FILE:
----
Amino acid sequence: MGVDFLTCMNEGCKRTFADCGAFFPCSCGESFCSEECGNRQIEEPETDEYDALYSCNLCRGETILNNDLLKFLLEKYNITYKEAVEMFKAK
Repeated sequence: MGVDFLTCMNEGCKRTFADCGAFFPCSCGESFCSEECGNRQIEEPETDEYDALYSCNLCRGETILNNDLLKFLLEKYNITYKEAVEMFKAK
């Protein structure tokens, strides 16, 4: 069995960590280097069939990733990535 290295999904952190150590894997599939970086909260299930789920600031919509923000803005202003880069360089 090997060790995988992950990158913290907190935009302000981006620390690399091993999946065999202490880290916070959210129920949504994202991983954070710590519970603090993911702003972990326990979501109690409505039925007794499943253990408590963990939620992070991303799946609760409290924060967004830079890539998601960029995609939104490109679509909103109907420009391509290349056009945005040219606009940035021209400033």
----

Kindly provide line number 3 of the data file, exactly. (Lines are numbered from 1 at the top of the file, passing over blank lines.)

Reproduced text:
């Protein structure tokens, strides 16, 4: 069995960590280097069939990733990535 290295999904952190150590894997599939970086909260299930789920600031919509923000803005202003880069360089 090997060790995988992950990158913290907190935009302000981006620390690399091993999946065999202490880290916070959210129920949504994202991983954070710590519970603090993911702003972990326990979501109690409505039925007794499943253990408590963990939620992070991303799946609760409290924060967004830079890539998601960029995609939104490109679509909103109907420009391509290349056009945005040219606009940035021209400033």